tommy dorfman is the 'unapologetically queer' actor from '13 reasons why'
Best known as Ryan Shaver on the hit Netflix drama '13 Reasons Why,' Dorfman talks to i-D about going from emerging actor to queer advocate.
We met Tommy Dorfman at his Bushwick townhouse on a rainy day. Looking at his Instagram account, which since the premiere of 13 Reasons Why has skyrocketed to over 800,000 followers and is populated with shots of Dorfman wearing joyfully queer things like gender-fluid jumpsuits and bubblegum-pink sunglasses, you'd expect to walk in on something a bit… grand. But nope. There Dorfman was in a white tank top and black carpenter jeans. He sat crossed-leg on the couch, playing with his pitbull, who was obviously as bummed out by the gray weather as the rest of us.
"He wants to be outside running around," Dorfman said, giving the slumped dog a quick kiss on the snout.
Dorfman is remarkably Zen considering the noise surrounding Netflix's 13 Reasons Why. For all the people decrying the series for glamorizing suicide, there are as many fans praising it for sparking frank conversations about the topic. On the show, an adaptation of the bestselling young adult novel of the same name, Dorfman plays the openly gay Ryan Shaver. Confident and frighteningly driven, Ryan is one of the 10 Liberty High students that the character Hannah Baker blames for driving her to commit suicide. Considering the litany of calamities Hannah endured, from rape to having inappropriate photos of her spread around school, Ryan's offense is pretty mild (*spoiler alert*: he steals a personal poem from Hannah's journal and publishes it in his zine). But, like most of the other students, Ryan cares more about making sure his actions never see the light of day than the fact that he contributed to Hannah's decision.
If Ryan has one redeeming characteristic, it's that he eschews being a gay stereotype. In one of his first scenes, he proudly calls himself "a skinny faggot who writes poems" while talking to Hannah Baker. When Hannah, uncomfortable and shocked, tells him he's not supposed to use that f-word, Ryan quickly serves back, "You're not. I'm allowed." It's a powerful moment — a gay teen character escaping those tired victimized and "closeted" clichés, and instead being enviably at peace with himself.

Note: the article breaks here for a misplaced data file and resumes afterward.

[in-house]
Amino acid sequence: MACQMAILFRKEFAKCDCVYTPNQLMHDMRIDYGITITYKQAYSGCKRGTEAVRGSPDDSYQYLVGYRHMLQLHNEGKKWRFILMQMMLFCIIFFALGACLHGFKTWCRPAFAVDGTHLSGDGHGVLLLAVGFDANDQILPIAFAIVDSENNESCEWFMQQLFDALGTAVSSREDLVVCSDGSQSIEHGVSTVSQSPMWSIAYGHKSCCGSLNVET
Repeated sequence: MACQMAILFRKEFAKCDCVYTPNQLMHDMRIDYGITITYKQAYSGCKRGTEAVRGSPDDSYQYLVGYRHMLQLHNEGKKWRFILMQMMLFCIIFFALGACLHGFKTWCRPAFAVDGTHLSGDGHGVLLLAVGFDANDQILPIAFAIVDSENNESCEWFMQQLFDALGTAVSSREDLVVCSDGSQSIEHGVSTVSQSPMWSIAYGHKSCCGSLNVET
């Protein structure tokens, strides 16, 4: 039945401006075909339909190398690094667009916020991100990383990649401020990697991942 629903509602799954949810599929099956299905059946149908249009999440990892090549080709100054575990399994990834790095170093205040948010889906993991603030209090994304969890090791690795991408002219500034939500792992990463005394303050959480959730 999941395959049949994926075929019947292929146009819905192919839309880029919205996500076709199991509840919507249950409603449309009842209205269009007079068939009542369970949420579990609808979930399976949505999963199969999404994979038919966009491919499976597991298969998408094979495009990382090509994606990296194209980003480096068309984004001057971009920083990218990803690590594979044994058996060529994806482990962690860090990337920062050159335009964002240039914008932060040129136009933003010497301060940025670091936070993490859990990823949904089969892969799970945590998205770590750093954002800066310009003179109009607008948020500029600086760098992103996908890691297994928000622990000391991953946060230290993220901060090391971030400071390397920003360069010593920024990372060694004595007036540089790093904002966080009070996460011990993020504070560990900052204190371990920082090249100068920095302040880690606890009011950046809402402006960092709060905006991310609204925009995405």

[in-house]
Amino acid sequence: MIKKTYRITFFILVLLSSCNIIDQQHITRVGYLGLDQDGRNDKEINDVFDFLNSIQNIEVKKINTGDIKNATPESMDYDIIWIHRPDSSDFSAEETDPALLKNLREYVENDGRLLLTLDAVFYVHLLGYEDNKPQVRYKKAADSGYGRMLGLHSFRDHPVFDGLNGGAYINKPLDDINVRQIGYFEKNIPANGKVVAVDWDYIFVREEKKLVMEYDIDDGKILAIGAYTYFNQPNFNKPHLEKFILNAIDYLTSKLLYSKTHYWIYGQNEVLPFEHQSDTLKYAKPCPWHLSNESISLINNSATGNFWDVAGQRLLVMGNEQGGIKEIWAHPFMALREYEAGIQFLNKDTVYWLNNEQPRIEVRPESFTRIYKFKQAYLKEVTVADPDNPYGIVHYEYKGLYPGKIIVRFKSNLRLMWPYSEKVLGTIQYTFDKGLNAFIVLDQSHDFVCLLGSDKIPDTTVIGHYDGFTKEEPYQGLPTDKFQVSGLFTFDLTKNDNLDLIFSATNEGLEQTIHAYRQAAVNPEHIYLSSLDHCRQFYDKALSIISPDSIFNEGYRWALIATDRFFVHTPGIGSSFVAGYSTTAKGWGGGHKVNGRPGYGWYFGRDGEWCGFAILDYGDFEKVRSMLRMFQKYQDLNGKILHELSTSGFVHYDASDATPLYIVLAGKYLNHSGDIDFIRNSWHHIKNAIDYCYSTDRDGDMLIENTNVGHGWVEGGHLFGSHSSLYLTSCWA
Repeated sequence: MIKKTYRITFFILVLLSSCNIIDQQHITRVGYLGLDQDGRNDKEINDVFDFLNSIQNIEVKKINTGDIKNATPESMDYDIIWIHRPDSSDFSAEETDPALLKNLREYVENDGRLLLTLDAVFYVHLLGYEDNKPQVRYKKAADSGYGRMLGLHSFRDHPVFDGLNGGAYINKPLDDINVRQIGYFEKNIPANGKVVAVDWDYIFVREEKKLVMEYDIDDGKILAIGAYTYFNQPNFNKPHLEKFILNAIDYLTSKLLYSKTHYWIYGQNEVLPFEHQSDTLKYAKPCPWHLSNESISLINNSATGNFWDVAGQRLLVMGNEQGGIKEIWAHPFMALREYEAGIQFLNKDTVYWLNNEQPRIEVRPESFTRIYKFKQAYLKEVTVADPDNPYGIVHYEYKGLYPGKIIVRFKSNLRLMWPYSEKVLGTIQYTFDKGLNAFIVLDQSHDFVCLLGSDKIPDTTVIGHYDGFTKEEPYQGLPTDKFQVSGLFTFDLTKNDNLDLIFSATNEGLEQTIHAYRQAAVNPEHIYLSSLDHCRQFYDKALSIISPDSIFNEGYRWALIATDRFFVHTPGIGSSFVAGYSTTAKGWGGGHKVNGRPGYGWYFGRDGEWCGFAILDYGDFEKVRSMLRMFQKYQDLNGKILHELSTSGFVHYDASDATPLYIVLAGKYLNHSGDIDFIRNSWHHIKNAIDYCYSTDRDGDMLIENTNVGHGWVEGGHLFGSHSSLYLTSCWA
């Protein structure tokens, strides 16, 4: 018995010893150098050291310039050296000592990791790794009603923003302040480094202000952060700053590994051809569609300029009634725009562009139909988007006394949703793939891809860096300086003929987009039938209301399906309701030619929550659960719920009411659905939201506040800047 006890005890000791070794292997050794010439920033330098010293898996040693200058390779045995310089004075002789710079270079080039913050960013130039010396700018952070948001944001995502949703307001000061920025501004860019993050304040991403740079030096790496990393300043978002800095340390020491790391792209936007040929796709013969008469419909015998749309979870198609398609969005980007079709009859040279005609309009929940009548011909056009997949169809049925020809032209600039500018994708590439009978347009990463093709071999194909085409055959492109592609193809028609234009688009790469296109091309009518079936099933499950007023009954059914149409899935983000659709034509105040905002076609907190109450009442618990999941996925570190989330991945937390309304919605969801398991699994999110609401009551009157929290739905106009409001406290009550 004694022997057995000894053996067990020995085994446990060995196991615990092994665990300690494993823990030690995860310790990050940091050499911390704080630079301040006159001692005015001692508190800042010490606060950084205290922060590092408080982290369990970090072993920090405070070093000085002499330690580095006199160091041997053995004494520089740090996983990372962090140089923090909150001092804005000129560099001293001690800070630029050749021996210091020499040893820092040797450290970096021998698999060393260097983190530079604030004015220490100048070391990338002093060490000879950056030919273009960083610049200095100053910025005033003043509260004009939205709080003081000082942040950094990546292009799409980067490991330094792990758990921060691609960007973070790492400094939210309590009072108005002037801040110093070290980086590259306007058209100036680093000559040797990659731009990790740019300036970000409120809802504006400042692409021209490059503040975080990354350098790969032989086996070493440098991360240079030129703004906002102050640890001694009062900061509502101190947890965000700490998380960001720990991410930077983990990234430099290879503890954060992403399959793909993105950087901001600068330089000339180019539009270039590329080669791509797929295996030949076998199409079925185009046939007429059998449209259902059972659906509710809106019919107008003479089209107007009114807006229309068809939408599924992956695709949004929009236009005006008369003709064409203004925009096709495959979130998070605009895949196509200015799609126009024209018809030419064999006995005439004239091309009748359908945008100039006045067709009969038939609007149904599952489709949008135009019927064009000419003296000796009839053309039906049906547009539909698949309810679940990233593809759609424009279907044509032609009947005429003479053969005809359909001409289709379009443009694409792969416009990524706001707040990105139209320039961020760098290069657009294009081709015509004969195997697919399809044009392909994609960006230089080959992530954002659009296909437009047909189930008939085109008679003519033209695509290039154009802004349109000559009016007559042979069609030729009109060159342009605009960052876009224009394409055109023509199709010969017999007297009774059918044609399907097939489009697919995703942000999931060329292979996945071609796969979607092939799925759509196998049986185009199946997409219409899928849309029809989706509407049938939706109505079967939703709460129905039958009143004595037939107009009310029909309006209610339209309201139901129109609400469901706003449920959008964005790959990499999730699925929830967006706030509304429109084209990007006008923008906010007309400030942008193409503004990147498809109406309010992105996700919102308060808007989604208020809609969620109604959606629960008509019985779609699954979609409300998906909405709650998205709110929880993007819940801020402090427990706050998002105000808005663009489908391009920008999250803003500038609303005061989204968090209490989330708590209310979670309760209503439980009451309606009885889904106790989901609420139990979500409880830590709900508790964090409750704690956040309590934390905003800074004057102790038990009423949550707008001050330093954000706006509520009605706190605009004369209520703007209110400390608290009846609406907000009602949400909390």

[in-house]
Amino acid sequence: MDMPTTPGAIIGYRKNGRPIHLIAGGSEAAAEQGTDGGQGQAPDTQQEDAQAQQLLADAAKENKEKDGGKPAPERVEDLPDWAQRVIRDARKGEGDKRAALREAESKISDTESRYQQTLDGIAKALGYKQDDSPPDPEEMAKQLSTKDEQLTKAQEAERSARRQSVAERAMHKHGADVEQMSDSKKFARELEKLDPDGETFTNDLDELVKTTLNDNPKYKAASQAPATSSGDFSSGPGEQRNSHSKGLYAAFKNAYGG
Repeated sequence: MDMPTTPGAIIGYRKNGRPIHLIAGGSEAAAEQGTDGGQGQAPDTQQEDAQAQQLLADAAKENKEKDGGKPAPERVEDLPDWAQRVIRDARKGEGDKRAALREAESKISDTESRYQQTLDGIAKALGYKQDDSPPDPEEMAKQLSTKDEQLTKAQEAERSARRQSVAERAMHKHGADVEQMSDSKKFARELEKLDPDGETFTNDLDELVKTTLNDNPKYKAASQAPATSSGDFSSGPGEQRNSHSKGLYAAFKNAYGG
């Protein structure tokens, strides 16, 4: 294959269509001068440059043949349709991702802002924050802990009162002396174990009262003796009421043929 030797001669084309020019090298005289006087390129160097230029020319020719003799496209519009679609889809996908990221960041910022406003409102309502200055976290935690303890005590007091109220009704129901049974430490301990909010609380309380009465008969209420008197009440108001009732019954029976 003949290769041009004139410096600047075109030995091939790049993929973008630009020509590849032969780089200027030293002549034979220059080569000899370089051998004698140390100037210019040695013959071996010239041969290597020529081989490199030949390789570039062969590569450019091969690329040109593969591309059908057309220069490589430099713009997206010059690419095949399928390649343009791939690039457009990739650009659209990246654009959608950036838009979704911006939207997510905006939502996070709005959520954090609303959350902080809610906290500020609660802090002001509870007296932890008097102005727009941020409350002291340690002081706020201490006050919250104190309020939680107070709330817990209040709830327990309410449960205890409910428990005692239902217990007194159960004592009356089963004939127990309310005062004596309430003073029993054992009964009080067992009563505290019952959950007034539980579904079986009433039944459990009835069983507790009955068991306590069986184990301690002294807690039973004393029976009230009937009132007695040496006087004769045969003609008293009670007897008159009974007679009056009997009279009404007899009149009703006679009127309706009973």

"That line was not in the script originally," Dorfman recollected, stealing a glance at his chipping bronze nail polish. "Gregg Araki [the director] and I were having a conversation and I was like, 'Can I say faggot?' I just feel like if he's talking about what other people call him, no one's calling him a 'gay dude.'"
As if sensing someone, somewhere, cracking their knuckles to type up an objection, Dorfman pivoted to his own queer experience to explain his reasoning: "I feel like as a gay person there's an ownership to that word. Like, taking on that word so other people can't use it to harm me — not that it's not painful sometimes."
It's this kind of eloquent argument (he also weighed in on "liberal bubbles" and Trump's attacks on gay rights) that shows Dorfman is well-versed in the contemporary queer landscape — and clear about where he wants to situate himself within it.
Growing up in the Atlanta area, Dorfman always wanted to be a queer actor who spoke out about important issues and provided audiences with positive representation. "I had no interest in being in the closet out of fear of not getting cast as something," he said, scrunching up his nose at the thought. "I wouldn't have been able to survive if I had done it that way."